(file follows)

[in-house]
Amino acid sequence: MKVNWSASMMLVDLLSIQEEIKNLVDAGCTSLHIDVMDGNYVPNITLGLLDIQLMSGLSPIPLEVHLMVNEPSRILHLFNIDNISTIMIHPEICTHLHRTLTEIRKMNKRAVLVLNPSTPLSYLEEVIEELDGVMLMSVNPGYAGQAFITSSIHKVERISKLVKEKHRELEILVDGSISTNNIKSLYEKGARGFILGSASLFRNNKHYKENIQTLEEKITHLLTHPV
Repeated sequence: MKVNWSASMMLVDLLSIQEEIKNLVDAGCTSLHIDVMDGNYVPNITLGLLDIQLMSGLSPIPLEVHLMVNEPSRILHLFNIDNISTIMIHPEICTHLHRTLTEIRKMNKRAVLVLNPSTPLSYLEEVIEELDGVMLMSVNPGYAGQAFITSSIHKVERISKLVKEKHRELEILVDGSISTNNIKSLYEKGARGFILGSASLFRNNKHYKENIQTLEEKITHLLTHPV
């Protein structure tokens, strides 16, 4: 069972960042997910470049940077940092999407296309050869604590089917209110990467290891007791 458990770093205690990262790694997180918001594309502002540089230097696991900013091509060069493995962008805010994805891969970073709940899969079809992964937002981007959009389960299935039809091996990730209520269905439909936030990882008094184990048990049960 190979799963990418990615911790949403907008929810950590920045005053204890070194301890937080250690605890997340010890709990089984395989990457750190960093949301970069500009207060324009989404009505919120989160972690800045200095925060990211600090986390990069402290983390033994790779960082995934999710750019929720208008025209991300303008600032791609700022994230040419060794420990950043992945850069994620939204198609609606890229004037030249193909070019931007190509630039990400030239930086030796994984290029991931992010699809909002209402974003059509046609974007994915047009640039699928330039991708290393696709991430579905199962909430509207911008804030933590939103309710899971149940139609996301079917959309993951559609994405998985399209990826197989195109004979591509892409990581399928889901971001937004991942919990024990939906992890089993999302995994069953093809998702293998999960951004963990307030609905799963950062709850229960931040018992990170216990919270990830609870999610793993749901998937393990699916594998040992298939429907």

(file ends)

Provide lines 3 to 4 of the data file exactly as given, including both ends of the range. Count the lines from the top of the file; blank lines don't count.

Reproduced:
Repeated sequence: MKVNWSASMMLVDLLSIQEEIKNLVDAGCTSLHIDVMDGNYVPNITLGLLDIQLMSGLSPIPLEVHLMVNEPSRILHLFNIDNISTIMIHPEICTHLHRTLTEIRKMNKRAVLVLNPSTPLSYLEEVIEELDGVMLMSVNPGYAGQAFITSSIHKVERISKLVKEKHRELEILVDGSISTNNIKSLYEKGARGFILGSASLFRNNKHYKENIQTLEEKITHLLTHPV
């Protein structure tokens, strides 16, 4: 069972960042997910470049940077940092999407296309050869604590089917209110990467290891007791 458990770093205690990262790694997180918001594309502002540089230097696991900013091509060069493995962008805010994805891969970073709940899969079809992964937002981007959009389960299935039809091996990730209520269905439909936030990882008094184990048990049960 190979799963990418990615911790949403907008929810950590920045005053204890070194301890937080250690605890997340010890709990089984395989990457750190960093949301970069500009207060324009989404009505919120989160972690800045200095925060990211600090986390990069402290983390033994790779960082995934999710750019929720208008025209991300303008600032791609700022994230040419060794420990950043992945850069994620939204198609609606890229004037030249193909070019931007190509630039990400030239930086030796994984290029991931992010699809909002209402974003059509046609974007994915047009640039699928330039991708290393696709991430579905199962909430509207911008804030933590939103309710899971149940139609996301079917959309993951559609994405998985399209990826197989195109004979591509892409990581399928889901971001937004991942919990024990939906992890089993999302995994069953093809998702293998999960951004963990307030609905799963950062709850229960931040018992990170216990919270990830609870999610793993749901998937393990699916594998040992298939429907």